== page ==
Acknowledgments

This book would not have been possible without the sponsorship of the Institute for Museum and Library Services, the National Science Foundation, and the Burroughs Wellcome Fund.

A group of expert practitioners and researchers in the field of informal science education served as consultants and provided ongoing input in the development of this book. Special thanks are due to them for their invaluable guidance throughout the process. This group included Sue Allen, Visitor Research and Evaluation, Exploratorium, San Francisco (now at the National Science Foundation); Myles Gordon, Myles Gordon and Associates, Hastings on Hudson, New York; Leslie Herrenkohl, College of Education, Cognitive Studies in Education and Human Development and Cognition, University of Washington, Seattle; Gil Noam, Program in Afterschool Education and Research, McLean Hospital and Harvard Medical School; Natalie Rusk, Media Lab, Massachusetts Institute of Technology; Bonnie Sachatello-Sawyer, Hopa Mountain, Inc., Bozeman, Montana; Dennis Schatz, Pacific Science Center, Seattle.

Special thanks are also due to Tom Keller, who served as study director for the project. He coordinated the work of the consulting experts and shepherded the book through the complex development process.

In order to determine how well we were reaching our target audience, we solicited feedback on an early draft of the book from a group of outstanding practitioners in the field. We want to thank the following individuals for their insightful comments on this early draft of the book: Rick Bonney, Cornell Lab of Ornithology; Chris Gentile, Oatland Island Education; Julie Johnson, Science Museum of Minnesota; Martiza MacDonald, American Museum of Natural History; Jennifer Martin, Children’s Discovery Museum of San Jose, California; Ellen McCallie, Center for Advancement of Informal Science Education, Association of Science-Technology Centers; Dale McCreedy, Gender and Family Learning Programs, Franklin Institute Science Museum; Kathy



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Acknowledgments This book would not have been possible without the sponsorship of the Institute for Museum and Library Services, the National Science Foundation, and the Burroughs Wellcome Fund. A group of expert practitioners and researchers in the field of informal science education served as consultants and provided ongoing input in the development of this book. Special thanks are due to them for their invalu- able guidance throughout the process. This group included Sue Allen, Visitor Research and Evaluation, Exploratorium, San Francisco (now at the National Science Foundation); Myles Gordon, Myles Gordon and Associates, Hastings on Hudson, New York; Leslie Herrenkohl, College of Education, Cognitive Studies in Education and Human Development and Cognition, University of Washington, Seattle; Gil Noam, Program in Afterschool Education and Research, McLean Hospital and Harvard Medical School; Natalie Rusk, Media Lab, Massachusetts Institute of Technology; Bonnie Sachatello-Sawyer, Hopa Mountain, Inc., Bozeman, Montana; Dennis Schatz, Pacific Science Center, Seattle. Special thanks are also due to Tom Keller, who served as study director for the project. He coordinated the work of the consulting experts and shepherded the book through the complex development process. In order to determine how well we were reaching our target audience, we solicited feedback on an early draft of the book from a group of outstand- ing practitioners in the field. We want to thank the following individuals for their insightful comments on this early draft of the book: Rick Bonney, Cornell Lab of Ornithology; Chris Gentile, Oatland Island Education; Julie Johnson, Science Museum of Minnesota; Martiza MacDonald, American Museum of Natural History; Jennifer Martin, Children’s Discovery Museum of San Jose, California; Ellen McCallie, Center for Advancement of Informal Science Education, Association of Science-Technology Centers; Dale McCreedy, Gender and Family Learning Programs, Franklin Institute Science Museum; Kathy 205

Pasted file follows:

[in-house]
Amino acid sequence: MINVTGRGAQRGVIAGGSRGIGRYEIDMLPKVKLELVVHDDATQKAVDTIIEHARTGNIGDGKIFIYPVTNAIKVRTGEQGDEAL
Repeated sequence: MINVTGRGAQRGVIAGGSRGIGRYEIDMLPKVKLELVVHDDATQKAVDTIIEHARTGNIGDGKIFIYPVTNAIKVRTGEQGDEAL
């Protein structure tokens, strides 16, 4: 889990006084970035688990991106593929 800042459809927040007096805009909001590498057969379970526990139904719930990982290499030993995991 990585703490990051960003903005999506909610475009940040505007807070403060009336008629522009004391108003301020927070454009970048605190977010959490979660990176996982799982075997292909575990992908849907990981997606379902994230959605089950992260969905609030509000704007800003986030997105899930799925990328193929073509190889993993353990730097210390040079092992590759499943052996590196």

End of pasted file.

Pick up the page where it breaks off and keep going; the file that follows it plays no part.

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McLean, Independent Exhibitions; Thea Sahr, Educational Outreach, WGBH; Mary Ann Steiner, Center for Learning in Out of School Environments, University of Pittsburgh; and Gretchen Walker, Community and Visitor Programs, Lawrence Hall of Science, University of California, Berkeley. They provided constructive comments and suggestions that were essential to the project. The final draft of this book was reviewed by individuals chosen for their diverse perspectives and technical expertise, in accordance with procedures approved by the Division of Behavioral and Social Sciences and Education of the National Research Council (NRC). The purpose of this independent review is to provide candid and critical comments that will assist the institution in making the published book as sound as possible and to ensure that the book meets institution- al standards for objectivity, evidence, and responsiveness to the charge. The review comments and draft manuscript remain confidential to protect the integrity of the deliberative process. We wish to thank seven individuals for their review of the final draft of this book. Four of these reviewers had also provided feedback on the early draft: Rick Bonney, Chris Gentile, Thea Sahr, and Gretchen Walker. Three additional individu- als participated in the review of the final draft: Bronwyn Bevan, Informal Learning and Schools, Exploratorium, San Francisco, California; Lynn D. Dierking, Free- Choice Learning and Department of Science and Mathematics Education, Oregon State University; and Cecelia Garibay, Garibay Group, Chicago, Illinois. Although the reviewers listed above provided many constructive comments and suggestions, they did not see the final draft of the book before its release. The review of this book was overseen by Cary I. Sneider, College of Liberal Arts and Sciences, Portland State University. Appointed by the NRC, he was responsible for making certain that an independent examination of this book was carried out in accordance with institutional procedures and that all review comments were carefully considered. Responsibility for the final content of this book rests entirely with the authors. Surrounded by Science 206